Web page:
Human T cell leukemia virus type 1 (HTLV-1) mainly infects CD4+ T cells and induces chronic, persistent infection in infected individuals, with some developing adult T cell leukemia/lymphoma (ATL). HTLV-1 alters cellular differentiation, activation, and survival; however, it is unknown whether and how these changes contribute to the malignant transformation of infected cells. In this study, we used single-cell RNA-sequencing and T cell receptor–sequencing to investigate the differentiation and HTLV-1–mediated transformation of T cells. We analyzed 87,742 PBMCs from 12 infected and 3 uninfected individuals. Using multiple independent bioinformatics methods, we demonstrated the seamless transition of naive T cells into activated T cells, whereby HTLV-1–infected cells in an activated state further transformed into ATL cells, which are characterized as clonally expanded, highly activated T cells. Notably, the greater the activation state of ATL cells, the more they acquire Treg signatures. Intriguingly, the expression of HLA class II genes in HTLV-1–infected cells was uniquely induced by the viral protein Tax and further upregulated in ATL cells. Functional assays revealed that HTLV-1–infected cells upregulated HLA class II molecules and acted as tolerogenic antigen-presenting cells to induce anergy of antigen-specific T cells. In conclusion, our study revealed the in vivo mechanisms of HTLV-1–mediated transformation and immune escape at the single-cell level.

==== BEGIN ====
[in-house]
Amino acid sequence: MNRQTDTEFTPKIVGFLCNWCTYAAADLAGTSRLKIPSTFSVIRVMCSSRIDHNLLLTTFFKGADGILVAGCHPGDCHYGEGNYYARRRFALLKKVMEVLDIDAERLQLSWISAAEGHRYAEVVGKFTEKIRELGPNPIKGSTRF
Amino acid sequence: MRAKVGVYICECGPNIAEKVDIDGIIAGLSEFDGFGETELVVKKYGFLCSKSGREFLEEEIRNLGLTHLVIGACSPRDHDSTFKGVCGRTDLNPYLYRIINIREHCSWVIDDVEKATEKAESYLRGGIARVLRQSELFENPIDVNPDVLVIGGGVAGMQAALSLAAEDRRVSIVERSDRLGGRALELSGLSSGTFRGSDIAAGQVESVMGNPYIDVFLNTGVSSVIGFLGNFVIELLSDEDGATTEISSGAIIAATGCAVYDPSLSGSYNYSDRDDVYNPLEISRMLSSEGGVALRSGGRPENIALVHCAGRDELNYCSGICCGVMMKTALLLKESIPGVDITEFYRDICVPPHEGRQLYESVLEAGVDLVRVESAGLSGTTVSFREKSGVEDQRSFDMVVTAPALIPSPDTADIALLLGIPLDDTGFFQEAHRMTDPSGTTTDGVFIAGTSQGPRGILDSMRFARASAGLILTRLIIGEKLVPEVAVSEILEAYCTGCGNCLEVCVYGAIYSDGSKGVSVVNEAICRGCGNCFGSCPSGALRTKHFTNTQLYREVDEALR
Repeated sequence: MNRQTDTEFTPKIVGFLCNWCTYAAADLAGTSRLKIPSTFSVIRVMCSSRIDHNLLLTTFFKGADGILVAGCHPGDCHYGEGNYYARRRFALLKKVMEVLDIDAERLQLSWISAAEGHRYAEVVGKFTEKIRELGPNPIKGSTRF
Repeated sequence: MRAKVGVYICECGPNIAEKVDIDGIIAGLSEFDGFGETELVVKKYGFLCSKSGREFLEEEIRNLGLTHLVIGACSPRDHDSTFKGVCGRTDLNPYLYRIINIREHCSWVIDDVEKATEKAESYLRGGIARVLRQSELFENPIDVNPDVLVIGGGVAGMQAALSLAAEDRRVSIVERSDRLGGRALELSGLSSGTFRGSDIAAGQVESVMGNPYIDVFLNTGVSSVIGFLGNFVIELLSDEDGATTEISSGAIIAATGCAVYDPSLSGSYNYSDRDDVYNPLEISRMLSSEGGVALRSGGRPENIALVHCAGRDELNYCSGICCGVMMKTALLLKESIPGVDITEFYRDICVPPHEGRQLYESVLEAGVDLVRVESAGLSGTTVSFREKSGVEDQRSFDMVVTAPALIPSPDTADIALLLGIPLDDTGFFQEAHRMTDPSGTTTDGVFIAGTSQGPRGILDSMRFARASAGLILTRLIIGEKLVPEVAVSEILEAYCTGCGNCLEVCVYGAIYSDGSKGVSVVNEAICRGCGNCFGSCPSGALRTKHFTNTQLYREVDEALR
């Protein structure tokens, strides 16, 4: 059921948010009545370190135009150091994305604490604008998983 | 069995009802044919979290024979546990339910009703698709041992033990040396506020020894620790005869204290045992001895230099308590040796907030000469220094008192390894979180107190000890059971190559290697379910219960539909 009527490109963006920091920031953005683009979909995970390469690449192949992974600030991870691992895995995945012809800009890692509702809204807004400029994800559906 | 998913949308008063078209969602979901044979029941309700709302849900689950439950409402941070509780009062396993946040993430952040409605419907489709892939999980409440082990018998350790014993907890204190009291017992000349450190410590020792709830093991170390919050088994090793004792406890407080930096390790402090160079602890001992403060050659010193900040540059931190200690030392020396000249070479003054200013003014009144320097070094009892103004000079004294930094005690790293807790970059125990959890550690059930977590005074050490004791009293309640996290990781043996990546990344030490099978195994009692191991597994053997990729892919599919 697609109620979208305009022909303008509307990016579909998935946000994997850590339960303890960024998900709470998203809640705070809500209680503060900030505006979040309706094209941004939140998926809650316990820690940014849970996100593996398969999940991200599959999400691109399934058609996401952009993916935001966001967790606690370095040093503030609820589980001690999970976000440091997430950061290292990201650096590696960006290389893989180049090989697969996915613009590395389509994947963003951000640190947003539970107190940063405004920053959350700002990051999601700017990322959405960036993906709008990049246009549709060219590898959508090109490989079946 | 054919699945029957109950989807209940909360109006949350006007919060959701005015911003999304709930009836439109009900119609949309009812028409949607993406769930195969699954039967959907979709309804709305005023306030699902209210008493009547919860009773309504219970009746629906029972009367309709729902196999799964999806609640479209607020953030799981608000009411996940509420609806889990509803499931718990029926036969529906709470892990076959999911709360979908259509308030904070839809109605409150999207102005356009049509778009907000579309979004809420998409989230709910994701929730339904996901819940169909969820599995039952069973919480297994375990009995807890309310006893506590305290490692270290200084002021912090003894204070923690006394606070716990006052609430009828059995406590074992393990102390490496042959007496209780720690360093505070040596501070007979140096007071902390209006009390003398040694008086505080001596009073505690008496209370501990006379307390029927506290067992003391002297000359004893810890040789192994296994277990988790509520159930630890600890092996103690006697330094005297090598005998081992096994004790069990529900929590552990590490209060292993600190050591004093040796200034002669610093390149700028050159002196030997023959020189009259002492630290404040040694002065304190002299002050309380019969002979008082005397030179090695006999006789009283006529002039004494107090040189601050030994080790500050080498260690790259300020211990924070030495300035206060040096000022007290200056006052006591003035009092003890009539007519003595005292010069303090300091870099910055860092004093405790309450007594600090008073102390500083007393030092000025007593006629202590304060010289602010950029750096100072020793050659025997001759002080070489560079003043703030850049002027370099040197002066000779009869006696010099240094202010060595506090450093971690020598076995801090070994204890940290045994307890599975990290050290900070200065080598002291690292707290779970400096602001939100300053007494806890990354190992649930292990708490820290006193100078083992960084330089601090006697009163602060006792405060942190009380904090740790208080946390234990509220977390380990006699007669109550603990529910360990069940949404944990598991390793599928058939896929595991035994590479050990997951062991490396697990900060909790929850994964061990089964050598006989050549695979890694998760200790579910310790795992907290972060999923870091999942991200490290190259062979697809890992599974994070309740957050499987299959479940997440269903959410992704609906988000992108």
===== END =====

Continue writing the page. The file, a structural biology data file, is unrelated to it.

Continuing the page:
Benjy J.Y. Tan, Kenji Sugata, Omnia Reda, Misaki Matsuo, Kyosuke Uchiyama, Paola Miyazato, Vincent Hahaut, Makoto Yamagishi, Kaoru Uchimaru, Yutaka Suzuki, Takamasa Ueno, Hitoshi Suzushima, Hiroo Katsuya, Masahito Tokunaga, Yoshikazu Uchiyama, Hideaki Nakamura, Eisaburo Sueoka, Atae Utsunomiya, Masahiro Ono, Yorifumi Satou